PRE/FABRIC.
The Growing Houses
of Skopje

PRE/FABRIC. The Growing Houses of Skopje

Skopje
2015-2018

Forschungsprojekt

Projektteam
Milan Mijalkovic, Katharina Urbanek
Fotos: Goran Dimov

Publikation
Mijalkovic, Milan/Urbanek, Katharina: PRE/FABRIC. The Growing Houses of Skopje. Wieser Verlag, Klagenfurt 2018.

Ausstellung
PRE/FABRIC. The Growing Houses of Skopje, Museum of Contemporary Art Skopje, 13.03. – 03.04.2018

Vortrag
Buchpräsentation “PRE/FABRIC. The Growing Houses of Skopje”, Salon für Kunstbuch Belvedere 21, Wien, 08.06.2018
Buchpräsentation und Diskussion “Building Stories. International Solidarity and National Myths in Skopje”, Akademie der bildenden Künste Wien, 26.01.2019

Info
Margarete Schütte-Lihotzky Projektstipendium (2015)
gefördert durch das BKA Österreich, das Mazedonische Kulturministerium und die Kulturabteilung der Stadt Skopje

Links
dèrive (Rezension)
Museum of Contemporary Art Skopje
Milan Mijalkovic
Wieser Verlag

On July 26, 1963, at the height of the Cold War, a cataclysmic earthquake destroyed large areas of the city of Skopje. This natural disaster resulted in a wave of international solidarity and led to a joint humanitarian project that united worlds that were ideologically poles apart. The acute aid provided in parallel by the East and West and the subsequent rebuilding of the city pursued a social utopian model of a place of active solidarity, an “open city.” The erection of prefabricated houses provided a number of countries with an opportunity to contribute visible and clearly identifiable reconstruction aid. Over the last 50 years the imported houses from Finland, Mexico or the USA have steadily transformed and grown; today they are completely integrated in the city´s urban fabric. PRE/FABRIC undertakes a search for traces in the biography of these houses and their use.

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The partial or total destruction of up to 80% of the built structures suddenly made 150,000 inhabitants – three quarters of the population – homeless. The provision of housing space became the most urgent task: The planning of 17 new settlements on the fringes of the destroyed city began at the same time as the demolition work and rubble clearance. The goal of this first reconstruction phase was to ensure that a large proportion of the population would have a fixed abode by winter.

The settlements were to consist of prefabricated, mostly single-story houses; the first deliveries of prefabricated elements arrived in Skopje only ten days after the earthquake. Three months later, the construction work in the “montazni naselbi” (montage settlements) was fully underway and 10,000 dwelling units were handed over in December. By the end of 1964, a total of 14,068 dwelling units had been built that provided around 70,000 people with a new home.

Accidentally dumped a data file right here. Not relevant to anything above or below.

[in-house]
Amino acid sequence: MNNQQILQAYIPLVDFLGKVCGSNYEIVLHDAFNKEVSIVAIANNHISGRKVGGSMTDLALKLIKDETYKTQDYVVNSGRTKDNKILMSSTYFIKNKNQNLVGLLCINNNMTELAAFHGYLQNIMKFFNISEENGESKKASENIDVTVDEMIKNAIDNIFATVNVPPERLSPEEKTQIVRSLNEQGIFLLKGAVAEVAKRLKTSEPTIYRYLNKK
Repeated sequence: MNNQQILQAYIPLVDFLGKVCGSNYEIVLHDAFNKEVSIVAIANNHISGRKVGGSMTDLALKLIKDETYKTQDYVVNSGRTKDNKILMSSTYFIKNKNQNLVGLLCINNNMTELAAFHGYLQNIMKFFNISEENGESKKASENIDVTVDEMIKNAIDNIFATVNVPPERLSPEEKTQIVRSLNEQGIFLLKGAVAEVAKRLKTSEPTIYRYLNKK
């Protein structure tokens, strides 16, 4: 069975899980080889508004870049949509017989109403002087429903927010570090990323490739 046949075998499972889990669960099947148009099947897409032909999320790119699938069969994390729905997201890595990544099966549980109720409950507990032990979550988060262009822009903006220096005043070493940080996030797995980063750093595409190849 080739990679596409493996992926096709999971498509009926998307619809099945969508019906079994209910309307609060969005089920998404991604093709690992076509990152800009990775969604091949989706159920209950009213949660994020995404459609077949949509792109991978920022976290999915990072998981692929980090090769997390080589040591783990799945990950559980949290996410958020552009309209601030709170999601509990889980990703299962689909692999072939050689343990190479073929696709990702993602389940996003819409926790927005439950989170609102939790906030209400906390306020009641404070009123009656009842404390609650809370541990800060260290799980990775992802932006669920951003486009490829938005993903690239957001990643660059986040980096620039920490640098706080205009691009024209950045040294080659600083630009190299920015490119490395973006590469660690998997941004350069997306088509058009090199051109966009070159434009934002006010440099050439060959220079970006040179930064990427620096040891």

The construction of prefabricated houses, several of which were even furnished, offered a number of countries an opportunity to provide reconstruction aid in a clearly visible and identifiable way. While most of the houses were produced in Yugoslavia, the roughly 2.500 houses that were sent from other countries – 914 of them as gifts – have been inscribed in the city’s collective consciousness.

The architectural import of these prefabricated houses has lastingly shaped the face of the city. After being inhabited for more than 50 years and despite undergoing repeated extensions and transformations, the basic structure of the settlements and the elements of the architecture from Finland, Mexico, or the USA still remain visible. The growing, prefabricated houses of Skopje have become the dense fabric of the city.

PRE/FABRIC undertakes a search for traces in this little researched chapter of the history of the Macedonian capital. Using six houses as examples, the biography of their construction and the residents’ experiences of their housing are looked at. It is the residents of the reconstructed city who, through the way in which they have used these buildings over the years and have optimally adapted the building fabric to meet very personal needs, question modernism’s optimistic belief in industrial production and the possibilities of prefabrication. The documentation and analysis of the domestic landscapes that developed through interventions, adaptations and extensions reveal these questions.

The exhibition PRE/FABRIC. The Growing Houses of Skopje is conceived as travelling exhibition, whose first stop was the Museum of Contemporary Art Skopje. Gathering content in different media and of varying grades of abstraction, the show provides a reflective encounter with the everyday architecture of post-earthquake Skopje: Informative texts, archive material and plans of the portrayed houses are shown on working tables. Photographs that are mounted on the tables give a straight insight into the domestic spaces, its atmospheres, textures and traces of use. The clear space defined by the working tables is complemented by a landscape of piles which is made up of the prefabricated elements of one whole house ordered by type. Six screens in a row show video interviews with inhabitants and give a sense of both the individual and the universal dimension of living in a prefabricted house. A subtle soundscape emanating from original film footage from 1963/64 informs the entire museum space.

After their journey the prefabricated elements – which are also used as table boards – are given to the local artists collective SEE to be re-assambled to a workshop and exhibition space.